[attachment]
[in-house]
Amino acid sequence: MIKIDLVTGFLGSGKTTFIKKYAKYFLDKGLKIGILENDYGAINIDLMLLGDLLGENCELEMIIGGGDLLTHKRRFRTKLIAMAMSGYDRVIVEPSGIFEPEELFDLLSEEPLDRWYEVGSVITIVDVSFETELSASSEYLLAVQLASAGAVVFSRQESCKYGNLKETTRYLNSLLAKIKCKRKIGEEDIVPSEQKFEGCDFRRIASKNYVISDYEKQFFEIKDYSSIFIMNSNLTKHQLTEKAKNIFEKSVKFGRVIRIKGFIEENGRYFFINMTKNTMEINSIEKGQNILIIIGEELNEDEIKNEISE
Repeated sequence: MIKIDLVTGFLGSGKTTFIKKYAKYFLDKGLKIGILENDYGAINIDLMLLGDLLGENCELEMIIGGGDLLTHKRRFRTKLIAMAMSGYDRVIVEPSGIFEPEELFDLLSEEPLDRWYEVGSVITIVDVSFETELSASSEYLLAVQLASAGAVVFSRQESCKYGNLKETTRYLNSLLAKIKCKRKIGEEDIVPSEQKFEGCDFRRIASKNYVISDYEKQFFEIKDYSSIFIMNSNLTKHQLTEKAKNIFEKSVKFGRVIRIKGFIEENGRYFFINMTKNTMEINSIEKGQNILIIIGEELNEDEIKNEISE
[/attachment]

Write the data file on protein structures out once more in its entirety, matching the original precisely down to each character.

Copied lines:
[in-house]
Amino acid sequence: MIKIDLVTGFLGSGKTTFIKKYAKYFLDKGLKIGILENDYGAINIDLMLLGDLLGENCELEMIIGGGDLLTHKRRFRTKLIAMAMSGYDRVIVEPSGIFEPEELFDLLSEEPLDRWYEVGSVITIVDVSFETELSASSEYLLAVQLASAGAVVFSRQESCKYGNLKETTRYLNSLLAKIKCKRKIGEEDIVPSEQKFEGCDFRRIASKNYVISDYEKQFFEIKDYSSIFIMNSNLTKHQLTEKAKNIFEKSVKFGRVIRIKGFIEENGRYFFINMTKNTMEINSIEKGQNILIIIGEELNEDEIKNEISE
Repeated sequence: MIKIDLVTGFLGSGKTTFIKKYAKYFLDKGLKIGILENDYGAINIDLMLLGDLLGENCELEMIIGGGDLLTHKRRFRTKLIAMAMSGYDRVIVEPSGIFEPEELFDLLSEEPLDRWYEVGSVITIVDVSFETELSASSEYLLAVQLASAGAVVFSRQESCKYGNLKETTRYLNSLLAKIKCKRKIGEEDIVPSEQKFEGCDFRRIASKNYVISDYEKQFFEIKDYSSIFIMNSNLTKHQLTEKAKNIFEKSVKFGRVIRIKGFIEENGRYFFINMTKNTMEINSIEKGQNILIIIGEELNEDEIKNEISE